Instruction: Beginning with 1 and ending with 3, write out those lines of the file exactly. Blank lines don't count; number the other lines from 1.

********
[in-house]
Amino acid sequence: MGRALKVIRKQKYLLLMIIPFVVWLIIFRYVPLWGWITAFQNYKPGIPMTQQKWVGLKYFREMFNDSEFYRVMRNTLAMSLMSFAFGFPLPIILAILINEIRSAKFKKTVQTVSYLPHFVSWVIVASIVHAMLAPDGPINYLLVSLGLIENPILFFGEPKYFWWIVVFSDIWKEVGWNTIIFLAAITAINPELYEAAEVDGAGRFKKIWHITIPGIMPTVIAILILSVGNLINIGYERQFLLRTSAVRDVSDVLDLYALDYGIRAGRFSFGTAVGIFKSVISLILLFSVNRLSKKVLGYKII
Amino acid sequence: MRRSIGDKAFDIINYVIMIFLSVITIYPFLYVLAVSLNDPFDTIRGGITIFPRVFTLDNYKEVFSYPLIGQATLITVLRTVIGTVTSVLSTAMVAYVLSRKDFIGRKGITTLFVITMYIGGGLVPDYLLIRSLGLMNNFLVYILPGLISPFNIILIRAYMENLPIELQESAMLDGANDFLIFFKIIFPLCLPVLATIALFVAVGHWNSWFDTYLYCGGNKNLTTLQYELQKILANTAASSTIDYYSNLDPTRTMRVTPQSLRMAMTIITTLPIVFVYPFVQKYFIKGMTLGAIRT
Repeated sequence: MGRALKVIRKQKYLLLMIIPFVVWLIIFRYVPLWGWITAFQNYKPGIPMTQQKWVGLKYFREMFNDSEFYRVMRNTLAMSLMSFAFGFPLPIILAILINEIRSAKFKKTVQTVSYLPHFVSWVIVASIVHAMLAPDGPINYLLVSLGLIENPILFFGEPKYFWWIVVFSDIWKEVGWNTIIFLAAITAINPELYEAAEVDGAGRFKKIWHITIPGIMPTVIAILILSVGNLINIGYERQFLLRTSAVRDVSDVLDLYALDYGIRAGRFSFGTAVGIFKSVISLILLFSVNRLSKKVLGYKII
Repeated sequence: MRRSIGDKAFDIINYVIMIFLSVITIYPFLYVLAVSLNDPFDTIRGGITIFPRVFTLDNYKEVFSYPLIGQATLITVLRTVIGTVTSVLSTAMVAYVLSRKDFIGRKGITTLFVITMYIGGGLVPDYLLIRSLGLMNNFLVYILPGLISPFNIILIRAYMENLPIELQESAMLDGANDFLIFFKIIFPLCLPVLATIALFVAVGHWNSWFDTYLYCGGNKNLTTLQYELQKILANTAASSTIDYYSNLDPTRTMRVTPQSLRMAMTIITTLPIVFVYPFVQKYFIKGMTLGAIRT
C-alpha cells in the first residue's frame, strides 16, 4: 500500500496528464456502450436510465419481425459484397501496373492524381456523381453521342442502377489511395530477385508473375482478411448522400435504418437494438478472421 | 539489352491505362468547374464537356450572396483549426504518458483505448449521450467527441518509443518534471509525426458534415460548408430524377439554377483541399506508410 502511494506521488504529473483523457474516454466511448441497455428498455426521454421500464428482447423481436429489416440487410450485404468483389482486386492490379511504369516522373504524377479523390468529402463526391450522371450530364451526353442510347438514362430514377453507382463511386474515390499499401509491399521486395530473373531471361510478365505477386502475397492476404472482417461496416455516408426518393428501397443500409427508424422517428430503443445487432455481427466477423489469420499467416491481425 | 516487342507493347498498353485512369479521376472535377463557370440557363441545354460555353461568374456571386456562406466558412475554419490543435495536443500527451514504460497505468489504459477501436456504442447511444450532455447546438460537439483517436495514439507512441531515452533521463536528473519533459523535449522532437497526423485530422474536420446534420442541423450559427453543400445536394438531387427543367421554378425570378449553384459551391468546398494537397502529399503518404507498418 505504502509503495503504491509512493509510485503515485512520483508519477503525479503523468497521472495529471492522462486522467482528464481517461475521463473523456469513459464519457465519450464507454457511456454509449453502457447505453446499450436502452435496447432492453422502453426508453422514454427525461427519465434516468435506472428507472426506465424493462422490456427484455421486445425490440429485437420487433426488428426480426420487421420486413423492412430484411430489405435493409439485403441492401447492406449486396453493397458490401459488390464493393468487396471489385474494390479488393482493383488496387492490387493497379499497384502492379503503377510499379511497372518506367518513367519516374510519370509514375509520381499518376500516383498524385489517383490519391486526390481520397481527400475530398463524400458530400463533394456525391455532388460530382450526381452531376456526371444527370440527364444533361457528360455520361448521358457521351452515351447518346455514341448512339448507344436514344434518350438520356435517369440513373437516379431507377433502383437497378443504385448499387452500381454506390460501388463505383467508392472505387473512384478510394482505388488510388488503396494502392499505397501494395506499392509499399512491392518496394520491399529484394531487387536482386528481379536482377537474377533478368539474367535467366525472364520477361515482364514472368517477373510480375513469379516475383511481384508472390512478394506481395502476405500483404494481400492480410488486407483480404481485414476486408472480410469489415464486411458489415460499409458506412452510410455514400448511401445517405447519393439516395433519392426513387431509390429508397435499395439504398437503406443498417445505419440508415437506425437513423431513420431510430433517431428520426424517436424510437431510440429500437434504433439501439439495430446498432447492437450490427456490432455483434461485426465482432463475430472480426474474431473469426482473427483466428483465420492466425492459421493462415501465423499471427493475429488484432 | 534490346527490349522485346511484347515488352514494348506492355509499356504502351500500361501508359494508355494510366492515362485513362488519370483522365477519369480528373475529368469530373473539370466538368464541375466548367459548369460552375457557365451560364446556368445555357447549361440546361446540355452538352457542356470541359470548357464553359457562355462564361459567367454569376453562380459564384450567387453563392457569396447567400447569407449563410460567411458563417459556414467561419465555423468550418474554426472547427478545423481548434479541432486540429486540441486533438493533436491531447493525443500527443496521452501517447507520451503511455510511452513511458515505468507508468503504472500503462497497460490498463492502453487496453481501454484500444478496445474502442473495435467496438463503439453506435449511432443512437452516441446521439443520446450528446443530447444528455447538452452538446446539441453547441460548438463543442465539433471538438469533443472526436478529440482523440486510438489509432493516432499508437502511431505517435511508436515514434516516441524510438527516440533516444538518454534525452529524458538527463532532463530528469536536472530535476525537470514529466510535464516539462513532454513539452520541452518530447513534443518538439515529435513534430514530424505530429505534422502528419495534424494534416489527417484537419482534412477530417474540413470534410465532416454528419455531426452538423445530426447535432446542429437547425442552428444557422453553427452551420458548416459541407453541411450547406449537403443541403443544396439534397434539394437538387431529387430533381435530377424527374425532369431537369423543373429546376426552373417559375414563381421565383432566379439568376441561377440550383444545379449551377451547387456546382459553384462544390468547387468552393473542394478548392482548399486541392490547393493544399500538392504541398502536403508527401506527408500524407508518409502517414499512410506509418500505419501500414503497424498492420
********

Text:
[in-house]
Amino acid sequence: MGRALKVIRKQKYLLLMIIPFVVWLIIFRYVPLWGWITAFQNYKPGIPMTQQKWVGLKYFREMFNDSEFYRVMRNTLAMSLMSFAFGFPLPIILAILINEIRSAKFKKTVQTVSYLPHFVSWVIVASIVHAMLAPDGPINYLLVSLGLIENPILFFGEPKYFWWIVVFSDIWKEVGWNTIIFLAAITAINPELYEAAEVDGAGRFKKIWHITIPGIMPTVIAILILSVGNLINIGYERQFLLRTSAVRDVSDVLDLYALDYGIRAGRFSFGTAVGIFKSVISLILLFSVNRLSKKVLGYKII
Amino acid sequence: MRRSIGDKAFDIINYVIMIFLSVITIYPFLYVLAVSLNDPFDTIRGGITIFPRVFTLDNYKEVFSYPLIGQATLITVLRTVIGTVTSVLSTAMVAYVLSRKDFIGRKGITTLFVITMYIGGGLVPDYLLIRSLGLMNNFLVYILPGLISPFNIILIRAYMENLPIELQESAMLDGANDFLIFFKIIFPLCLPVLATIALFVAVGHWNSWFDTYLYCGGNKNLTTLQYELQKILANTAASSTIDYYSNLDPTRTMRVTPQSLRMAMTIITTLPIVFVYPFVQKYFIKGMTLGAIRT